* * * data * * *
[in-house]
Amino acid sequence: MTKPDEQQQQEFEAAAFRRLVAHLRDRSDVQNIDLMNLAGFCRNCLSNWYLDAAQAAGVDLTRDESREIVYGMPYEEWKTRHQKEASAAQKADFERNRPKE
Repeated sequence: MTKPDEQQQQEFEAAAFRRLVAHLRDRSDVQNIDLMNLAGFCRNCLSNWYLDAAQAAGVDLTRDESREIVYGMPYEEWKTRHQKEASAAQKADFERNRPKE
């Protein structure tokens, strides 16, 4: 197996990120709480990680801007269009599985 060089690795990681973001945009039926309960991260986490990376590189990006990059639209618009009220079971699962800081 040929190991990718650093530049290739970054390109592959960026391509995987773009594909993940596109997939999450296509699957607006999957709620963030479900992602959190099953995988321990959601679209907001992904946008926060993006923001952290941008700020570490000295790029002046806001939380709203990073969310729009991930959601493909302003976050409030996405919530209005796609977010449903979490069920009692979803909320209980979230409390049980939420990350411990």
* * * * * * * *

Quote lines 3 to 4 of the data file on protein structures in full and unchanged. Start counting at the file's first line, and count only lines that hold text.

Repeated sequence: MTKPDEQQQQEFEAAAFRRLVAHLRDRSDVQNIDLMNLAGFCRNCLSNWYLDAAQAAGVDLTRDESREIVYGMPYEEWKTRHQKEASAAQKADFERNRPKE
């Protein structure tokens, strides 16, 4: 197996990120709480990680801007269009599985 060089690795990681973001945009039926309960991260986490990376590189990006990059639209618009009220079971699962800081 040929190991990718650093530049290739970054390109592959960026391509995987773009594909993940596109997939999450296509699957607006999957709620963030479900992602959190099953995988321990959601679209907001992904946008926060993006923001952290941008700020570490000295790029002046806001939380709203990073969310729009991930959601493909302003976050409030996405919530209005796609977010449903979490069920009692979803909320209980979230409390049980939420990350411990």